Terror and African American History – Guardian interview with Angela Davis
15th December 2014
There is a fascinating interview with Professor Angela Davis, former Black Panther and once one of America’s “ten most wanted”, in today’s Guardian “G2″section that covers a number of historical topics and reminds us yet again – if we needed reminding – how alive history still is today. The main focus of the interview is the continued incidence of police violence against African Americans – the shooting of Michael Brown in Ferguson, Missouri, and the choking of Eric Garner in New York city being the two most recent cases and the cause of ongoing nation-wide protests. For Davis, events such as these are part of a line of violence that can be drawn back to the days of slavery and the post-Civil War rise of the Ku Klux Klan and widespread lynching in the American South in the late-nineteenth century. Institutionalised racism is ingrained not just in police forces but also in the American (and some might argue, British) legal system as a whole. Davis refers to a “prison industrial complex” and the disproportionate number of black men in prison, the greater length of prison sentences, and the higher number of African Americans (and Hispanics) on death row, bears her out.
Such issues were very much the focus of the Black Panther Party in the 1960s, and Davis’s involvement with the party led to her being implicated in an attack on a California court house in 1970. Davis became a fugitive but eventually was jailed before being acquitted of all charges. She became an international heroine for those on the left – she was awarded the Lenin Peace Prize by the Soviet Union and featured in Songs by the Rolling Stones and John Lennon among others. She later stood as the vice presidential candidate for the American Communist Party. Her own life story is an important part of the history of the 1960s and the struggle against a predominantly white judicial, legal, and police system.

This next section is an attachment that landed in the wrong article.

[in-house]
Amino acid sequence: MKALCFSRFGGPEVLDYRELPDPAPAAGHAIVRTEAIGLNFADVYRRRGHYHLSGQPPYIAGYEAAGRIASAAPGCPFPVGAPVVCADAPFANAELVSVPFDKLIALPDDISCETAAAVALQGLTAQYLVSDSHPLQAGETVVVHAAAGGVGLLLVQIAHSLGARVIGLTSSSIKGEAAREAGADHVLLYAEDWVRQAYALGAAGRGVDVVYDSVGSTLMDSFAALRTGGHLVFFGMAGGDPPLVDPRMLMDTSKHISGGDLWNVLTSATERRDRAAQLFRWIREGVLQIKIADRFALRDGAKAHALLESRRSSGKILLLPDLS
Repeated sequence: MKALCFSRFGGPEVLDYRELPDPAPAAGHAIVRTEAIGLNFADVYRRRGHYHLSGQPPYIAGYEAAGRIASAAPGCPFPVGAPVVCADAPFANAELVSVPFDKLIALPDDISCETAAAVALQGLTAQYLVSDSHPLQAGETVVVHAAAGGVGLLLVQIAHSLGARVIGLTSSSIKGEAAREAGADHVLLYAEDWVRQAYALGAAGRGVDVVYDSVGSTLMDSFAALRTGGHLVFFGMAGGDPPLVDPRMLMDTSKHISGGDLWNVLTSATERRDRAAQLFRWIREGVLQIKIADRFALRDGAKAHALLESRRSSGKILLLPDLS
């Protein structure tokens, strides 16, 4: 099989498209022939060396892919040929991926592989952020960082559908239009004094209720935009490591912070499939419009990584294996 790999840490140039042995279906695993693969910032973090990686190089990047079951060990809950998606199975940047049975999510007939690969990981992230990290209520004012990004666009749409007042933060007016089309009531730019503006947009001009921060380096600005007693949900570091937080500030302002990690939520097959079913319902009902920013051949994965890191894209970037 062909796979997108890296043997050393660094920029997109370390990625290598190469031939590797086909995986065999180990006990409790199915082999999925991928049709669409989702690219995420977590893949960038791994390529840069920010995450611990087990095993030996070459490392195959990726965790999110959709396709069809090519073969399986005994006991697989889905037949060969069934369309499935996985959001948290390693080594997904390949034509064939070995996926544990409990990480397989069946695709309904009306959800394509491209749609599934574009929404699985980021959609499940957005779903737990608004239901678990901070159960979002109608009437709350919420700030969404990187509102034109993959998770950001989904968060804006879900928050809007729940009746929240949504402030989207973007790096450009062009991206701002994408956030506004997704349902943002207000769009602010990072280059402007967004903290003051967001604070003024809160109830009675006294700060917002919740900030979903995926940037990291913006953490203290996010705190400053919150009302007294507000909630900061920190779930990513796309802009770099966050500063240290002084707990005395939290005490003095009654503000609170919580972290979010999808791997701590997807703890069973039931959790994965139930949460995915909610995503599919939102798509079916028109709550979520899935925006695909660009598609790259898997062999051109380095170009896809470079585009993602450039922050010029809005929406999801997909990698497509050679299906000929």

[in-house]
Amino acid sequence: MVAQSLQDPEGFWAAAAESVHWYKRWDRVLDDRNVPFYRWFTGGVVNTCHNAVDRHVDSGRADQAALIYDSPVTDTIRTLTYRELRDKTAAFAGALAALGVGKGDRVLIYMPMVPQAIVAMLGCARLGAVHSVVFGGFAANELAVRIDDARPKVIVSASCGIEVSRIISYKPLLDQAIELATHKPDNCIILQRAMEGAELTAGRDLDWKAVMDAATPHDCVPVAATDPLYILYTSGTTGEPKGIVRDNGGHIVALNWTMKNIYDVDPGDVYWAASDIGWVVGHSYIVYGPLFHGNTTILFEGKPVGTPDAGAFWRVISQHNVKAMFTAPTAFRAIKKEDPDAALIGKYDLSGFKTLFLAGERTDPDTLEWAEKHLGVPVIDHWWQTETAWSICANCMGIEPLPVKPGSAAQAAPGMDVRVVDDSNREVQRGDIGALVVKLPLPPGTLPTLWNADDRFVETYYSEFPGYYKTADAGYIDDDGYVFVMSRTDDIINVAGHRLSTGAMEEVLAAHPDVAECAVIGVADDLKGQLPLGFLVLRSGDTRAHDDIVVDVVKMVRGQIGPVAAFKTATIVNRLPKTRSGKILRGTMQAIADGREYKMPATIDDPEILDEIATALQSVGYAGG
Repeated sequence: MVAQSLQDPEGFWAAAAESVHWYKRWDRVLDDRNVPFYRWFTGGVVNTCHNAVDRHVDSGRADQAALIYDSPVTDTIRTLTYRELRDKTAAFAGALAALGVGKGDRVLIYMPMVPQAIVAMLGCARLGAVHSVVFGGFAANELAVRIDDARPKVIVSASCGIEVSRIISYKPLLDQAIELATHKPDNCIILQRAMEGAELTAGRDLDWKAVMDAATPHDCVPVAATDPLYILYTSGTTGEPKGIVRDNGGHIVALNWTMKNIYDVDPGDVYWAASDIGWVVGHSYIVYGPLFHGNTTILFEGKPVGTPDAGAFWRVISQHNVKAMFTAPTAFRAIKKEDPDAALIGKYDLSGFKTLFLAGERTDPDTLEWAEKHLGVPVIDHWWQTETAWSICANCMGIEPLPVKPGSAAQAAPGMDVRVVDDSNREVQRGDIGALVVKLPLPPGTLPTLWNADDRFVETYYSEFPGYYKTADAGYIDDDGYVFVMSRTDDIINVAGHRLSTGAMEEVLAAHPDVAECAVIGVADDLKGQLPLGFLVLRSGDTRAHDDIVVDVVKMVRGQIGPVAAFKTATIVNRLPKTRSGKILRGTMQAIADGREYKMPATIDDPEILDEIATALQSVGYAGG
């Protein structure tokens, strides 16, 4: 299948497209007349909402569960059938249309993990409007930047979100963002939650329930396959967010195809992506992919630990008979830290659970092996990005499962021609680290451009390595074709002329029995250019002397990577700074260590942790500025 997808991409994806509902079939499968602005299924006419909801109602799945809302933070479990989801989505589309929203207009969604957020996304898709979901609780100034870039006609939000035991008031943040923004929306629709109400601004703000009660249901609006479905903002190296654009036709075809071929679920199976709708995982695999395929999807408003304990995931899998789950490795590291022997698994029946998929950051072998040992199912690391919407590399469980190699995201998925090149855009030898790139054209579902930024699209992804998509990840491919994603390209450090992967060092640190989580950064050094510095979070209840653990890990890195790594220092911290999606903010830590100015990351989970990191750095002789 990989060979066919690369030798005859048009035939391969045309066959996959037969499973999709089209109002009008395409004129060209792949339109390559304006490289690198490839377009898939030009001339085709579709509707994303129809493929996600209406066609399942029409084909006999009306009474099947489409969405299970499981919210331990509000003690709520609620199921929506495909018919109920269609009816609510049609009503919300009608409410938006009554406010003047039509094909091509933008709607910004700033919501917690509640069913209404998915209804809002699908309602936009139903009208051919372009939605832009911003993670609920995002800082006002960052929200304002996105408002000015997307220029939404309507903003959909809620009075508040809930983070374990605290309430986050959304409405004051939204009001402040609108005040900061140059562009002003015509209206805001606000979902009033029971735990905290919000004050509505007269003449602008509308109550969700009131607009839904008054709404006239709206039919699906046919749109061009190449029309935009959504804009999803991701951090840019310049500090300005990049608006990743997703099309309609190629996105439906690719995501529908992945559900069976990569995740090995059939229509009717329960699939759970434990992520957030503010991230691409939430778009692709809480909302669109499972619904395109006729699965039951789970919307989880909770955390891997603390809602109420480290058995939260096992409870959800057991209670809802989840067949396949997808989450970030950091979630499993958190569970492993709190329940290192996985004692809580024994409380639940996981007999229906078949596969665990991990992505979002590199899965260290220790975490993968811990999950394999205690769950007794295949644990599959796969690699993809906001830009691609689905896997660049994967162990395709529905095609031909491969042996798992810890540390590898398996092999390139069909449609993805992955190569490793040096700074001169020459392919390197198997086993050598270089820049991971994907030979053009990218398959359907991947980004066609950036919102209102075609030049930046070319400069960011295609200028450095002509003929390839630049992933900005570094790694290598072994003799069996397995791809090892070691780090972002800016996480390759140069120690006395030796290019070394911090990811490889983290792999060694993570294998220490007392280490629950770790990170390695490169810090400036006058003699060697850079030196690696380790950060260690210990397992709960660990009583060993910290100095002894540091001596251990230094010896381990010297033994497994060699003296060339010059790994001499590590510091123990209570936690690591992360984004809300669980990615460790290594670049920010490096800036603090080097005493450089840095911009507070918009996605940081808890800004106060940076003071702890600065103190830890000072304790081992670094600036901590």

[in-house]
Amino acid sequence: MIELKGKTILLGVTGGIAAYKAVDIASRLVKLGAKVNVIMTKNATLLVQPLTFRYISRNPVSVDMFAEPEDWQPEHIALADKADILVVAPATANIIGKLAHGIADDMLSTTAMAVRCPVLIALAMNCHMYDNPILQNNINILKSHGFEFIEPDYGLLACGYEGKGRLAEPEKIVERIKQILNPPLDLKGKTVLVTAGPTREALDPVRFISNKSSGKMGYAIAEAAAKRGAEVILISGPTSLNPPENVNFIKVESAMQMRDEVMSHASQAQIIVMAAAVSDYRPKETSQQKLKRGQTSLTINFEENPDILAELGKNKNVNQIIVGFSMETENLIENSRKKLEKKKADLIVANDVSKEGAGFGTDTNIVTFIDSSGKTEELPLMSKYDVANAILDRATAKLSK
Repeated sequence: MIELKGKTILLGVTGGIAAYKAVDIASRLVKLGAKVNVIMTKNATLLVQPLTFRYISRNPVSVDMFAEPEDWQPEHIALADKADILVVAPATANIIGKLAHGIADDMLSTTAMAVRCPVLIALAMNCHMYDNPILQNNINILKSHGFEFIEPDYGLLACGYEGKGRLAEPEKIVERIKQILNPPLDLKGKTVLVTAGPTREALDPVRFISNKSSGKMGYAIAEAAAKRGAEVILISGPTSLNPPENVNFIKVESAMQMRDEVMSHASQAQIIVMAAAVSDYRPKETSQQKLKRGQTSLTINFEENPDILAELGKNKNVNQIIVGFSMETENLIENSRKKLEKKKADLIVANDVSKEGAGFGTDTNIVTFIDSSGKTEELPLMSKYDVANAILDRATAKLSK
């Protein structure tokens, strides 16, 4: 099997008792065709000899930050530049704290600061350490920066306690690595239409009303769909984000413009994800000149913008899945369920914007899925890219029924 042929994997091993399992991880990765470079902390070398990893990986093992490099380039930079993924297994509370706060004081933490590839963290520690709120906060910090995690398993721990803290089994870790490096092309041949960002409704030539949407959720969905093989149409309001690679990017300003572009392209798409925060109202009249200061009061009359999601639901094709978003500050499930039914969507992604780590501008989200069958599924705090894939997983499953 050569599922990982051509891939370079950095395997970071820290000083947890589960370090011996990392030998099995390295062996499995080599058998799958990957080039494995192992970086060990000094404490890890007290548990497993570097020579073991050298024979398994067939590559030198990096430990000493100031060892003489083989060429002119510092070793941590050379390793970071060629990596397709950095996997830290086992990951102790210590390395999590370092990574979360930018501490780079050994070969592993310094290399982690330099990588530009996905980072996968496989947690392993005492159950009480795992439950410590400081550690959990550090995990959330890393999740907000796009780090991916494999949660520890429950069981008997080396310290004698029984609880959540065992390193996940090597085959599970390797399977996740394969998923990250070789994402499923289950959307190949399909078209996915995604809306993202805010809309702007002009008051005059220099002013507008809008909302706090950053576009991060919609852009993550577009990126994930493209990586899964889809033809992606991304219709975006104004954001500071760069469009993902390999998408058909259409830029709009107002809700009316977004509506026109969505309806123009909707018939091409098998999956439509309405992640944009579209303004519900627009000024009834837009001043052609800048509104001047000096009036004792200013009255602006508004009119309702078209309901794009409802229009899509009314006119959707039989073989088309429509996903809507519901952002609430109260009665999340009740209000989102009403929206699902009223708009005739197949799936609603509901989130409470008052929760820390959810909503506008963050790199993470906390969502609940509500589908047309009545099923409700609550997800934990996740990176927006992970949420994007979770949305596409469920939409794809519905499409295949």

It may be that Davis epitomises some of the contradictions too of the sixties and seventies – while she might not have been a “terrorist”, some others associated with the Panthers clearly were, involved in plane hijackings, bank robbery, and the assassination of police officers. She has also been criticised for turning a blind eye to the realities of the Soviet system where secret police, show trials, and labour camps were a part of history. Nonetheless, Davis, who is a distinguished academic who has held positions at UCLA and elsewhere and has written a number of works on race and feminism, still has insightful observations to make on present-day situations, often informed by her own life experiences.